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[387] burying the dead and attending the wounded. My loss in this action was forty-nine killed and two hundred and seventy-one wounded, making the total loss in the two battles five hundred and forty-two, besides Corporal Trezevant, of the Hampton Legion, in command of my couriers, killed, and James L. Crittenden, volunteer Aid, wounded. All the field officers of the Nineteenth Georgia, First and Seventh Tennessee regiments, and the two senior captains successively in command of the Fifth Alabama battalion, were killed or wounded. I regret that the short period of my service with the brigade, and want of personal acquaintance with the officers and soldiers, render it impossible for me to name many whose distinguished gallantry I noticed on the field. I have, therefore, to refer you to the accompanying reports of the regimental commanders. I should not, however, fail to remember the intrepidity of Lieutenant-Colonel Shackleford, who was killed while most gallantly discharging his duty, and of J. W. Williams, Sergeant-Major of the Nineteenth Georgia. Mr. George Lemon, my volunteer Aid and acting Adjutant, and James L. Crittenden, volunteer Aid, rendered throughout the most gallant and efficient service, both the regular officers of my staff being absent, sick. The couriers of the cavalry of Hampton's Legion, attached to my staff, rendered fearless and valuable service. Captain Carter Braxton, with his Fredericksburg battery, seconded by Lieutenant Marye, rendered efficient service in both actions, and displayed remarkable skill and gallantry.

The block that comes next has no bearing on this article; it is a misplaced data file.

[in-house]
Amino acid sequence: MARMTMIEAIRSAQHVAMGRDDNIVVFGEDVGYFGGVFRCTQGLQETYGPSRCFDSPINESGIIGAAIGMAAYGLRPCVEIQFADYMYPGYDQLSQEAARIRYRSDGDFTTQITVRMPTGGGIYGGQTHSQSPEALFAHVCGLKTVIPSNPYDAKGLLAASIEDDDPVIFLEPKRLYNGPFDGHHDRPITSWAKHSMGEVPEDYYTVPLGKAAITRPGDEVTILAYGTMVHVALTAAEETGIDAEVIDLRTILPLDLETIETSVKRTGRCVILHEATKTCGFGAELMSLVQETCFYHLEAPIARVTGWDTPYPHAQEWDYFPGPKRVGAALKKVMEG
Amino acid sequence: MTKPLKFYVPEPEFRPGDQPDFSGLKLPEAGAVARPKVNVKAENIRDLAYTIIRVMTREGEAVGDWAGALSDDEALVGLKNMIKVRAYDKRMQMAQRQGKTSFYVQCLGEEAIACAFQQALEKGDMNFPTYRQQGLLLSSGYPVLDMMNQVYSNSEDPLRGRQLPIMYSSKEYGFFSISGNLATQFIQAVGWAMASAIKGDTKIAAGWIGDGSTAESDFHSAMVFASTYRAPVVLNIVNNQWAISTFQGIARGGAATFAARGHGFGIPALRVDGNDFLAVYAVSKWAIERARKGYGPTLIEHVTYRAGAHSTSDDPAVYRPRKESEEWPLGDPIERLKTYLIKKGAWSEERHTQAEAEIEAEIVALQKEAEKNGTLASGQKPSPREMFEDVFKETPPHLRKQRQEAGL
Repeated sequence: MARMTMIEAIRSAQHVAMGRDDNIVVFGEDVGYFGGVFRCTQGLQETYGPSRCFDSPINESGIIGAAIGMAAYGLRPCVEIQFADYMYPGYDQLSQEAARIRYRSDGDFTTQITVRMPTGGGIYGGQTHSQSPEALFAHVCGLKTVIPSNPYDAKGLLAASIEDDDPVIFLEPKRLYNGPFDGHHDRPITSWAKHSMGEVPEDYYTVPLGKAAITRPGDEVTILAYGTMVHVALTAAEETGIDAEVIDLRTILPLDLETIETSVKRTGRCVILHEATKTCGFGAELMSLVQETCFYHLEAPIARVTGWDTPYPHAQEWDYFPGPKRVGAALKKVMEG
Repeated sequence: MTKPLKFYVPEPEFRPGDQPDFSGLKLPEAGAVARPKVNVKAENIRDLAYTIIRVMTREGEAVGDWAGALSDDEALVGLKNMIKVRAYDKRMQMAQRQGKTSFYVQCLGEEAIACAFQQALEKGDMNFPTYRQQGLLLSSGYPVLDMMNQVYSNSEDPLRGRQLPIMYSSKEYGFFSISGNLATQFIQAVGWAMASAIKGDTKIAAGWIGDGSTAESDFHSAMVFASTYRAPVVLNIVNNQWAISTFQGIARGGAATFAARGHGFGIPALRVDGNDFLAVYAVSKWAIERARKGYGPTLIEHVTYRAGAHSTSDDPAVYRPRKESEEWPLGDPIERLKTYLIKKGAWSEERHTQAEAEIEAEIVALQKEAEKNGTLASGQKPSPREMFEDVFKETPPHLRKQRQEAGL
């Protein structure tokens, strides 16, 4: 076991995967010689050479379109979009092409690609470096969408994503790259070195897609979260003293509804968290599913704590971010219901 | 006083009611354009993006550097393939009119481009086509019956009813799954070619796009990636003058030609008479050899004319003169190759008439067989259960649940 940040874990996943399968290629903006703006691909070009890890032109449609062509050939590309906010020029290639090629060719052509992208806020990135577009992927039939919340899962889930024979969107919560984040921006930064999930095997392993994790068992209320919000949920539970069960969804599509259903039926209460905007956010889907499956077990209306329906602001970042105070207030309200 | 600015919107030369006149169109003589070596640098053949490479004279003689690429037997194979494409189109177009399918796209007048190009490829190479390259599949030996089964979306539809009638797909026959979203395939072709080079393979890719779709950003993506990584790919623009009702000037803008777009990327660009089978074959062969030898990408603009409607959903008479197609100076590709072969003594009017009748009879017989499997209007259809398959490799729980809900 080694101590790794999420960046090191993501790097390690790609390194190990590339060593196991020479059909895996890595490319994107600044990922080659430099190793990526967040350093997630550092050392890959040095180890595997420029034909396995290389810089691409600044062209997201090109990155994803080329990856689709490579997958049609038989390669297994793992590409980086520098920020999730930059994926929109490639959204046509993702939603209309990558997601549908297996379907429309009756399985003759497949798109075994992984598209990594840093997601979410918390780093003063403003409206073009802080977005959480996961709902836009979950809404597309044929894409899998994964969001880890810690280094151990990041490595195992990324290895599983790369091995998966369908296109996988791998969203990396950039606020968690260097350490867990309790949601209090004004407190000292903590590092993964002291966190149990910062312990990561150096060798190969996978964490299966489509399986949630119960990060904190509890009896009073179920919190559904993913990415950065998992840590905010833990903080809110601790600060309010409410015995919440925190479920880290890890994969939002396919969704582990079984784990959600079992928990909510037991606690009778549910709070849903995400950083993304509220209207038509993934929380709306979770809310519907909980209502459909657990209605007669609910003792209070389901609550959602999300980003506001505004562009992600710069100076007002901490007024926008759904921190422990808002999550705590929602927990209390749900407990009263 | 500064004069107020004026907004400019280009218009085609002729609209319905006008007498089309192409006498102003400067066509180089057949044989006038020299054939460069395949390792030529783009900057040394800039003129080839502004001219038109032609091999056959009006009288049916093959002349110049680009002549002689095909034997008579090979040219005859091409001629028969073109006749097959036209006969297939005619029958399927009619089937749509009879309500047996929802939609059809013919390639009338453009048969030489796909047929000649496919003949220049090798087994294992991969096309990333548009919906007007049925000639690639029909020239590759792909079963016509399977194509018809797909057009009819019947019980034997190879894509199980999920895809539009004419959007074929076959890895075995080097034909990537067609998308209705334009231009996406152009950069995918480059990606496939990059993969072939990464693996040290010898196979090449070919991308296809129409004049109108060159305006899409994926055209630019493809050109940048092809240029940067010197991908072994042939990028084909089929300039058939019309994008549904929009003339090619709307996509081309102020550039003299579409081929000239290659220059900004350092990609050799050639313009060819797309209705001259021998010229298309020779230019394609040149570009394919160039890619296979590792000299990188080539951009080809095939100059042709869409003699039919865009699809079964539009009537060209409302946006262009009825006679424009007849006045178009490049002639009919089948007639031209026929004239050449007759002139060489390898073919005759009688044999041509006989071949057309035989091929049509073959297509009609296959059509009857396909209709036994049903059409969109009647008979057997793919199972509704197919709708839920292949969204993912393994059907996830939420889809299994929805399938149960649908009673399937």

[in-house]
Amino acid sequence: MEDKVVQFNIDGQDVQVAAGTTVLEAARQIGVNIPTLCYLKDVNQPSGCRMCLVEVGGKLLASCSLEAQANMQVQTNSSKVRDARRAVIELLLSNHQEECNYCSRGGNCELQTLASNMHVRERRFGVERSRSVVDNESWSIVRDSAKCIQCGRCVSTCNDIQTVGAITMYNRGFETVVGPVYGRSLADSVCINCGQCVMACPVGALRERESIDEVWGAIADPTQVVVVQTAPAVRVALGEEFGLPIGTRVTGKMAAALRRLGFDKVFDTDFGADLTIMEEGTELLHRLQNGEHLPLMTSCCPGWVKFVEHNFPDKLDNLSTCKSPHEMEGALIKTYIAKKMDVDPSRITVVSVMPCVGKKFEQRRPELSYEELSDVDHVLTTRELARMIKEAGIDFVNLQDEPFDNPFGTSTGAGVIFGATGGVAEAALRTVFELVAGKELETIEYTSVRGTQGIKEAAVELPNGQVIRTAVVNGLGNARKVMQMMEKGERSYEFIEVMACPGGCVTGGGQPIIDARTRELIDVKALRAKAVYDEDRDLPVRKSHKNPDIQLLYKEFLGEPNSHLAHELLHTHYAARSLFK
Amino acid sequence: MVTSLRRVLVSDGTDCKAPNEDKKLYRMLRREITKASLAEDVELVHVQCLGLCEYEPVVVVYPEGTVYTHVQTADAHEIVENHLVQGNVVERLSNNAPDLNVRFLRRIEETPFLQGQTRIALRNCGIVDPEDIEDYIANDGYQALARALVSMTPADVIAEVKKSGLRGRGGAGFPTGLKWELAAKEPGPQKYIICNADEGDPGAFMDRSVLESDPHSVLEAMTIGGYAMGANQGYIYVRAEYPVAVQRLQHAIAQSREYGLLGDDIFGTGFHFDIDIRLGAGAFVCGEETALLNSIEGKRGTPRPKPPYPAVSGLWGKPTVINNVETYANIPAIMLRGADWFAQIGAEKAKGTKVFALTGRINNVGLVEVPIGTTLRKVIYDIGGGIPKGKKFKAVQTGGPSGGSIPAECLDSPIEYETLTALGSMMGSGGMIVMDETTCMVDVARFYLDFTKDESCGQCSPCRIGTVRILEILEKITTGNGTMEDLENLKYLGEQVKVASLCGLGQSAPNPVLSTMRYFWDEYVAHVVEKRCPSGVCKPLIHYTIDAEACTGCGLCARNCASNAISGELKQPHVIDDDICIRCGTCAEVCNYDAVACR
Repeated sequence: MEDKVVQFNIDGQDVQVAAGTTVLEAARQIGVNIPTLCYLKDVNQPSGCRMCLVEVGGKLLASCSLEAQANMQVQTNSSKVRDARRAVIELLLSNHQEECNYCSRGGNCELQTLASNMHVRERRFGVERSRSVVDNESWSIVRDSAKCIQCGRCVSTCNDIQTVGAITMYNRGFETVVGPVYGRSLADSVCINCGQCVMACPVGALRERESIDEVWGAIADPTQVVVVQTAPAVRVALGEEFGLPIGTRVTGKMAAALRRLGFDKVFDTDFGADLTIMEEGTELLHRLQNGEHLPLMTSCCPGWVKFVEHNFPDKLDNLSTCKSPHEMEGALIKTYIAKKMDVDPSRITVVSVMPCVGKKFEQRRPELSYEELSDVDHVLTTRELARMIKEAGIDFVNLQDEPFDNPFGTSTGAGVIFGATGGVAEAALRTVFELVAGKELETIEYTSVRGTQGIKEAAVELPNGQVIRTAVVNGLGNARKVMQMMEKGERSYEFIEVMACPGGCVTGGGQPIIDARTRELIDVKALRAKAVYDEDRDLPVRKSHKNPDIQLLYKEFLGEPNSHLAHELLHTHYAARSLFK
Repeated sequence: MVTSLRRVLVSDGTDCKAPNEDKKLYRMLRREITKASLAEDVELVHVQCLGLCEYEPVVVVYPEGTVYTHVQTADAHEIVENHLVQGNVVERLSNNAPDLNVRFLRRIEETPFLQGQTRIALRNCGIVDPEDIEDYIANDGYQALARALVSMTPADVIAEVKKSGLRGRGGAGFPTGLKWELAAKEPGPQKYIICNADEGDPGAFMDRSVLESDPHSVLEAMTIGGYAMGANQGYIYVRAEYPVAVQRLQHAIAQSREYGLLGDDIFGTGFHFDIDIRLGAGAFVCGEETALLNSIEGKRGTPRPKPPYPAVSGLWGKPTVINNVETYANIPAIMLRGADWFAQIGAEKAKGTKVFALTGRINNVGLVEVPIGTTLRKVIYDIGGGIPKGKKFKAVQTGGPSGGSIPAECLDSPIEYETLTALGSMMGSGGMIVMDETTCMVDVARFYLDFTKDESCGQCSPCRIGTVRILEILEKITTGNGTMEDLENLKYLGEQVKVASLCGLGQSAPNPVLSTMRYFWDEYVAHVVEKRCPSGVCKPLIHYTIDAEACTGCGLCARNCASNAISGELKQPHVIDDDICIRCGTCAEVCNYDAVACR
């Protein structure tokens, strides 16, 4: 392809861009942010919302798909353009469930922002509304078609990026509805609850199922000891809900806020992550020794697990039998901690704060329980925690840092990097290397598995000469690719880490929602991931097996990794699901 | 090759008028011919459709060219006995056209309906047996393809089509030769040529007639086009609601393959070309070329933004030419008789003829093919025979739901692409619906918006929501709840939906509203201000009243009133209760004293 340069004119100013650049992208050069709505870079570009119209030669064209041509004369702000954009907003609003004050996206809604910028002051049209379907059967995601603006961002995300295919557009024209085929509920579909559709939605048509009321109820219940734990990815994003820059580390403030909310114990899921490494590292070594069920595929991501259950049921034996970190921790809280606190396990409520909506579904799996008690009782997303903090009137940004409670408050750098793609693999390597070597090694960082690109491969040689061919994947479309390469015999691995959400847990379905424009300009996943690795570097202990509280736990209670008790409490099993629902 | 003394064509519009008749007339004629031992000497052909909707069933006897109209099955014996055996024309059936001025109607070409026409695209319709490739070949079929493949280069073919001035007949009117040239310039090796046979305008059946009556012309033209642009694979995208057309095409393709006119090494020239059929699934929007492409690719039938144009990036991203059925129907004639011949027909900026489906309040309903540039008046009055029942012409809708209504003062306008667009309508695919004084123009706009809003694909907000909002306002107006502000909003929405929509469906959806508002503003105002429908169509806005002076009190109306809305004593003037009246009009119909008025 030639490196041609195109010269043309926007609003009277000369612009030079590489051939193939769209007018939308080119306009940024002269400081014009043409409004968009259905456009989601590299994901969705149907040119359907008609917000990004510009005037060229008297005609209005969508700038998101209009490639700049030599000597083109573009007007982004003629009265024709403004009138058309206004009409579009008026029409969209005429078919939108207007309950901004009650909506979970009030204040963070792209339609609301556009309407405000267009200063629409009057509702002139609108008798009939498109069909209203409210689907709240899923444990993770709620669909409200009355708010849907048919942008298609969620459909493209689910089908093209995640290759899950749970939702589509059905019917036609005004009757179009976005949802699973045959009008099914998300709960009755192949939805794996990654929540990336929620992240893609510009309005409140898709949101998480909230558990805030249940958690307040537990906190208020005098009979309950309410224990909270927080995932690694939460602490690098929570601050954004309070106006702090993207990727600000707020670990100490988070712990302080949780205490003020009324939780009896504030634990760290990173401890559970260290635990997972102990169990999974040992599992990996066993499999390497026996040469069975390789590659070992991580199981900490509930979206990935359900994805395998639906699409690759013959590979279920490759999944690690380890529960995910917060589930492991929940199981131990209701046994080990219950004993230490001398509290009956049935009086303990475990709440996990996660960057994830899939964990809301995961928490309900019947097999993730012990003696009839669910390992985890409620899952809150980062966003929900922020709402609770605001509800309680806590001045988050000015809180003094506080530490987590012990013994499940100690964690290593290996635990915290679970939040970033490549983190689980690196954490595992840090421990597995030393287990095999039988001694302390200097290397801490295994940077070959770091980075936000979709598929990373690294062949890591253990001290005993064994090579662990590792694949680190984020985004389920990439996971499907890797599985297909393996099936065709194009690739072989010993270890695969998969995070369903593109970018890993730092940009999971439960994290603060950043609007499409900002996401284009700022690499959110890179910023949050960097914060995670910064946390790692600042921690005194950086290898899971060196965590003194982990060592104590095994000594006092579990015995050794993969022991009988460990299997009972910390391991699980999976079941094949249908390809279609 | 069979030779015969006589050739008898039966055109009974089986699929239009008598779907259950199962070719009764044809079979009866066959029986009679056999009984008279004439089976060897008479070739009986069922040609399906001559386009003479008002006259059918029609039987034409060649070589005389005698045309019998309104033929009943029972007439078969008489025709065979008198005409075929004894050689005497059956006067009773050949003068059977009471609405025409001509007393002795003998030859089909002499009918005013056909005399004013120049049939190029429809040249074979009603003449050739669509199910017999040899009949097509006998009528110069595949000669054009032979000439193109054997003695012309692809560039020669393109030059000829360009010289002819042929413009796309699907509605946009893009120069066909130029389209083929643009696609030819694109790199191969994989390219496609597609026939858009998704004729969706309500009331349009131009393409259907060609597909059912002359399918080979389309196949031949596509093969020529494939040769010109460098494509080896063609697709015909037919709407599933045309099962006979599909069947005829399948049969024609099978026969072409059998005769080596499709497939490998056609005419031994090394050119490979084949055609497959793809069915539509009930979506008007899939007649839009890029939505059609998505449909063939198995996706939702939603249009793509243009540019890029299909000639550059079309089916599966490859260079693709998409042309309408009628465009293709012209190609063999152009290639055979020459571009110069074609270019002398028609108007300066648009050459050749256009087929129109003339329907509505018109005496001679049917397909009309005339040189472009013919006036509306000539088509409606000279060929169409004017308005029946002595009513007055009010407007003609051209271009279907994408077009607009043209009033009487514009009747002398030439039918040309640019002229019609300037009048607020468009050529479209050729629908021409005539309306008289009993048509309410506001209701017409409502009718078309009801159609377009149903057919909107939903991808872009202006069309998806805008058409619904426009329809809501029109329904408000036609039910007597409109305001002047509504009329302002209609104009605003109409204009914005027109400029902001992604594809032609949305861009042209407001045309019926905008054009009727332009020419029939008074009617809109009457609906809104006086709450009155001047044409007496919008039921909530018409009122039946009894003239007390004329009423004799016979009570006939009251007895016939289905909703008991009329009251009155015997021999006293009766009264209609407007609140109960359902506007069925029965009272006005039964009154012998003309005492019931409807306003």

Respectfully, your obedient servant,

J. B. Archer, Brigadier-General commanding.

Report of Brigadier-General Branch.

headquarters Fourth brigade, Light division.
Major R. C. Morgan, Assistant Adjutant-General: